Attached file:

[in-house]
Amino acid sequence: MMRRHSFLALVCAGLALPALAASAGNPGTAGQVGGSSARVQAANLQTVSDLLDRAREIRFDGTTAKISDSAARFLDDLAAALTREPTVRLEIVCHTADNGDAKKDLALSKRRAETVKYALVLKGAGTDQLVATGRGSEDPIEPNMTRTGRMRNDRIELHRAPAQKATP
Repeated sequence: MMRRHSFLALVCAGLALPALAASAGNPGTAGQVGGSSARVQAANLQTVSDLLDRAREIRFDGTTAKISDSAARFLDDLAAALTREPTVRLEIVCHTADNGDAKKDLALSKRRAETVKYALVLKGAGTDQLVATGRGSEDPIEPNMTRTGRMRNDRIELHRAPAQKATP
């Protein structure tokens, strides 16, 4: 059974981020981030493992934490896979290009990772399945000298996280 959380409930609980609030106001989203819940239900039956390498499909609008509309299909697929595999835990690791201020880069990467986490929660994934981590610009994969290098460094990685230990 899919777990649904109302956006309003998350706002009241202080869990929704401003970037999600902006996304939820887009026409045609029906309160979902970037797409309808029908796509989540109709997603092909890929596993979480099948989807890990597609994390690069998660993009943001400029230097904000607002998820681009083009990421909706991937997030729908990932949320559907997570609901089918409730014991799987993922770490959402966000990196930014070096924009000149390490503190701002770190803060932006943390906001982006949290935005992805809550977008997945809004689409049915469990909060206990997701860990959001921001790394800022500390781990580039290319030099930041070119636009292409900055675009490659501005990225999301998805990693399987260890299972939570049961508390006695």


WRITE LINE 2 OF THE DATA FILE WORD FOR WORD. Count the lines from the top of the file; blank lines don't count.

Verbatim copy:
Amino acid sequence: MMRRHSFLALVCAGLALPALAASAGNPGTAGQVGGSSARVQAANLQTVSDLLDRAREIRFDGTTAKISDSAARFLDDLAAALTREPTVRLEIVCHTADNGDAKKDLALSKRRAETVKYALVLKGAGTDQLVATGRGSEDPIEPNMTRTGRMRNDRIELHRAPAQKATP